Phonological. Common Core. Differentiated Instruction. Decoding. Alignment. What are they talking about?
As a teacher, I am constantly coming across complex words or new terms that refer to relatively simply concepts. I wonder, “why are we using this incomprehensible jargon that no one uses but us?” “Why aren’t we making it easier to communicate with parents and other partners in a child’s education?” This, in my opinion, is one of the biggest gaps in the education system: we are using language that might be unfamiliar to the primary partners in a child’s education, the parents! I’ve put together a short list of complex language or convoluted terms that represent simple but essential concepts in your young learner’s education. While there are so many to choose from (unfortunately) I tried to pick those that I think are truly high leverage terms, particularly for early literacy.
Disclaimer: I do not necessarily agree with some of these concepts/ practices . I am only defining them and describing how they relate to the educational space.
1.Phonological Awareness and Phonemes: These terms are used frequently in the NYS elementary English Language Arts common core standards. They can be seen in the reading, speaking and listening standards and really refer to key aspects of foundational literacy. Phonological awareness and phonemes simply refer to a child’s awareness of letter identification and letter sounds. As a child grows, this “letter awareness” should too and should encompass increasingly complex sounds and spellings and an understanding of how letters work when you put them together.
2.Common Core: I wrote a more in-depth post about the Common Core (see What is Common Core?). Common Core include both national and state-specific skill standards that a child should master in each subject area by the end of a particular grade level. The standard encompasses the same skills from year to year, but as you would imagine, they grow increasingly complex and require more from the students in order for them to achieve mastery. The common core is being overhauled, but there will still be a set of skills and standards mandated by the state for each grade level.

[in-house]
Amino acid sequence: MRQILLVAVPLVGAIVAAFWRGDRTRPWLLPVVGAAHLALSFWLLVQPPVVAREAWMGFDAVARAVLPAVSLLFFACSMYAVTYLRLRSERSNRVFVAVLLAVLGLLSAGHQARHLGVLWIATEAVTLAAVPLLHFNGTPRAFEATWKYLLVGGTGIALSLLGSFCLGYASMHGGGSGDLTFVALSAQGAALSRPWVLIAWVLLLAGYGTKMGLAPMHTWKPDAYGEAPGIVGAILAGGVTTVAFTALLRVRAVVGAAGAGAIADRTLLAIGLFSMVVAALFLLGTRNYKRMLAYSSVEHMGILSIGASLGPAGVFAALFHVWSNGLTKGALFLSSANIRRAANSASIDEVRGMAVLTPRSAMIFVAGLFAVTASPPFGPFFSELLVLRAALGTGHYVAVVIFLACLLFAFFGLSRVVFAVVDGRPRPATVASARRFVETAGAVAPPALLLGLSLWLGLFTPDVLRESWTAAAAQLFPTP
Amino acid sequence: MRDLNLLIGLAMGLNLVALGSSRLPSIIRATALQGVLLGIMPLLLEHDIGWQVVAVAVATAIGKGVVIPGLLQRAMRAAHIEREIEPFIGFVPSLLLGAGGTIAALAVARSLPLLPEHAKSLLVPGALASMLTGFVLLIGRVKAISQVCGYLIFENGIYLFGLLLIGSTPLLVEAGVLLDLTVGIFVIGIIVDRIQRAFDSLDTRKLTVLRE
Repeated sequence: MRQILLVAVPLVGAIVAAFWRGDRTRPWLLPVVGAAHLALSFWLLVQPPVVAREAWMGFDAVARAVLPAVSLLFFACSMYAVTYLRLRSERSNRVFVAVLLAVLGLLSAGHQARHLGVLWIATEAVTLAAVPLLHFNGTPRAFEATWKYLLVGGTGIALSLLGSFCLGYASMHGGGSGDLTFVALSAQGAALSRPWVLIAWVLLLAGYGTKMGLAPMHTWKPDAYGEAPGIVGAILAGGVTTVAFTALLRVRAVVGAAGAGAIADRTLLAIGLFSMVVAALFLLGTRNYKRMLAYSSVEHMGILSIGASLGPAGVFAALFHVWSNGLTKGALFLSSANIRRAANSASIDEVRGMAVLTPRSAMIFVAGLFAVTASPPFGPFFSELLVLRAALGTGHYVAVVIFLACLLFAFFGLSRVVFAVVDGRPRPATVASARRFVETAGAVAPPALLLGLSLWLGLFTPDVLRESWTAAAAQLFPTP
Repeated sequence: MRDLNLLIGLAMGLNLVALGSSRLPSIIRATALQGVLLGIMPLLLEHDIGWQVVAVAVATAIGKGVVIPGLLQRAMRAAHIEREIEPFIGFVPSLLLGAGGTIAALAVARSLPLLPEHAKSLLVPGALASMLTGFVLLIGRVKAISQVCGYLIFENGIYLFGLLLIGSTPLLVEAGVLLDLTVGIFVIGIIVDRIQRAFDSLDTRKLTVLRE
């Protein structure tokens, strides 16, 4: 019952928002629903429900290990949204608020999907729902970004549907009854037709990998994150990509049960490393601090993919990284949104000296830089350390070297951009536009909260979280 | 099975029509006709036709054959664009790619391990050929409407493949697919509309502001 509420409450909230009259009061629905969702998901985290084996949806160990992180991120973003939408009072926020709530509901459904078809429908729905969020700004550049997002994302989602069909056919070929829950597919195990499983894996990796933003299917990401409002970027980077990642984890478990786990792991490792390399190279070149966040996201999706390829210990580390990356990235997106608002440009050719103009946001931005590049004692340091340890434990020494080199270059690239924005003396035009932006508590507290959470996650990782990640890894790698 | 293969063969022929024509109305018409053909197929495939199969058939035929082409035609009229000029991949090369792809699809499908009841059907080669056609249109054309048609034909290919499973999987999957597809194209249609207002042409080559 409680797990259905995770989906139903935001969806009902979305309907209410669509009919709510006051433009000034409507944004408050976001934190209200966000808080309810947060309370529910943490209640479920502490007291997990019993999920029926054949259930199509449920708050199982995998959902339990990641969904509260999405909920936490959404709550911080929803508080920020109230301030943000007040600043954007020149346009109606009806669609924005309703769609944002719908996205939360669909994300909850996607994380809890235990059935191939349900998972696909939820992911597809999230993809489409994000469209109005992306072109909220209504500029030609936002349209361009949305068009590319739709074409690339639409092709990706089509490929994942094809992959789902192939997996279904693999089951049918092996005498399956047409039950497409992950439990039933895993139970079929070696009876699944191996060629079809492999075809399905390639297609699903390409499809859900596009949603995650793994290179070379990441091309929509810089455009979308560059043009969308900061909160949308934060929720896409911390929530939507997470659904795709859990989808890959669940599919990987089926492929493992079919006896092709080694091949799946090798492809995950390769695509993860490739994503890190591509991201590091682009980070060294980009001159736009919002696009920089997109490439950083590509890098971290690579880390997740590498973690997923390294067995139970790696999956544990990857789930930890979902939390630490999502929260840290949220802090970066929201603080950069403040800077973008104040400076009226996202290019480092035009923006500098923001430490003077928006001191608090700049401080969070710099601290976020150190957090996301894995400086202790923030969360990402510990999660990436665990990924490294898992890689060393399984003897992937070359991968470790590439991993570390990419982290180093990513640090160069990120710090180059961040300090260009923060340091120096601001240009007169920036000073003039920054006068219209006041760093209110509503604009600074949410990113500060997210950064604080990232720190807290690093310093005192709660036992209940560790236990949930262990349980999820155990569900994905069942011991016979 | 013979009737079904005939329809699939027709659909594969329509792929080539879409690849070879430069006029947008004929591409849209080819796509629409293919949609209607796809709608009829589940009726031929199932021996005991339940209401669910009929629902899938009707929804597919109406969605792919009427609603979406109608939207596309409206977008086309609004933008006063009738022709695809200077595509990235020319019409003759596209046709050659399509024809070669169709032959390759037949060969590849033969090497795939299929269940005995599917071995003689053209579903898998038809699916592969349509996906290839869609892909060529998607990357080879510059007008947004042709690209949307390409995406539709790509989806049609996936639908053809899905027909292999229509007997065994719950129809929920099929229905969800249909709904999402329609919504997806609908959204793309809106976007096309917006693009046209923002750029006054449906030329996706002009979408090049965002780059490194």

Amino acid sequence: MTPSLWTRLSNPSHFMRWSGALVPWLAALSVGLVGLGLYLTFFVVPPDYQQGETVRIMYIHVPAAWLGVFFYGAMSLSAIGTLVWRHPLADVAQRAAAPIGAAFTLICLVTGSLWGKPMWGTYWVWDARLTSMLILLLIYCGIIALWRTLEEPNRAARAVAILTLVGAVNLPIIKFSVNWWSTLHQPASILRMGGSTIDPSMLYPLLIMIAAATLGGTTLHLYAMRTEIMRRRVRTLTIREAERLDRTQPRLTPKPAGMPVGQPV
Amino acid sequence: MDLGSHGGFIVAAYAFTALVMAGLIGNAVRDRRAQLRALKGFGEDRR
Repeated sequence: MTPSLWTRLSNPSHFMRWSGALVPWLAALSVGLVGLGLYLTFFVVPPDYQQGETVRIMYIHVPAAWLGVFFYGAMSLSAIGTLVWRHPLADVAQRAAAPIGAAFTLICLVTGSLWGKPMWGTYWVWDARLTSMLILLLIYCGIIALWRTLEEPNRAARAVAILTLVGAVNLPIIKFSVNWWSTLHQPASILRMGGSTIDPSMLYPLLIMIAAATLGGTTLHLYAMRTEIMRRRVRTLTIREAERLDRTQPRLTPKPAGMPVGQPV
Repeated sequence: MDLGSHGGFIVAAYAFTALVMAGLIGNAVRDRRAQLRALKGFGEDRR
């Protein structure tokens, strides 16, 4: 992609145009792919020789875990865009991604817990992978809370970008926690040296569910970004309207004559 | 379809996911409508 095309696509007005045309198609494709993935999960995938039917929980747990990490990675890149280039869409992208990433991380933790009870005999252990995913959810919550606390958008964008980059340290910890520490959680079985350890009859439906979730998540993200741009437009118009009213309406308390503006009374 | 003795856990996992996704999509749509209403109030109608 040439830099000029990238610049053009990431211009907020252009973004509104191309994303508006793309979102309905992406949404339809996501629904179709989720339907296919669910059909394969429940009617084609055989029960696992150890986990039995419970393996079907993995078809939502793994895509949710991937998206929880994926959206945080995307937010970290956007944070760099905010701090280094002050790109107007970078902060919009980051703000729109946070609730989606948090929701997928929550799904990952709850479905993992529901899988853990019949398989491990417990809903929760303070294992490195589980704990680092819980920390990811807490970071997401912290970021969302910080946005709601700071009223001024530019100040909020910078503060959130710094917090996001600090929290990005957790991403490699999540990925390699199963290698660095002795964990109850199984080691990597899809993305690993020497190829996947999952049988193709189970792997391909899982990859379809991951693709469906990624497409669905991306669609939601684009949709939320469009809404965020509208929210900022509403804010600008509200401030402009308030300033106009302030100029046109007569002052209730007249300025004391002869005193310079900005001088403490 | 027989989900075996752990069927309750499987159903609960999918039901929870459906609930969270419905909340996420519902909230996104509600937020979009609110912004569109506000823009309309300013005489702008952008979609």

3.Alignment: And we’re not talking about a car! You might not hear this as often but you should! NYS asks that instructional activities and lessons be “aligned” to the common core. This means that teachers are expected to create lessons that target the specific skills and standards NYS puts forward as the indicators of mastery for that year. Think of the common core standards as the foundation of a lesson. Based on this standard, the teacher can then select a subset skill from the standard as the target skill and build instructional activities around that. Whether you agree with the common core philosophy or not, you want to make sure that your child is learning the skills that NYS deems appropriate for that grade level.
4.Decoding: This is a commonly used word in early literacy standards because it is a skill adults use subconsciously everyday when we read but which young learners are only beginning to develop. Decoding simply refers to translating a printed word into sound (reading!) This encompasses sounding out a word, knowing letter sounds and the rules of phonics as well as familiarity with basic sight words.
5.Scaffolded Instruction: This is a teaching technique that refers to the process of a teacher providing a student with support initially and then removing it so that the child can gain independent mastery of the target skill. The teacher can provide scaffolding thorugh modelling or other forms of additional support. I chose this term because I think it is a process that parents can adopt as a literacy strategy in the home. For example, when teaching a young learner how to write his/her name, you might create an activity where he can trace his/her name. The dotted letters are the scaffolding that can then be removed to see if the young learner has gained an independent mastery of the target skill.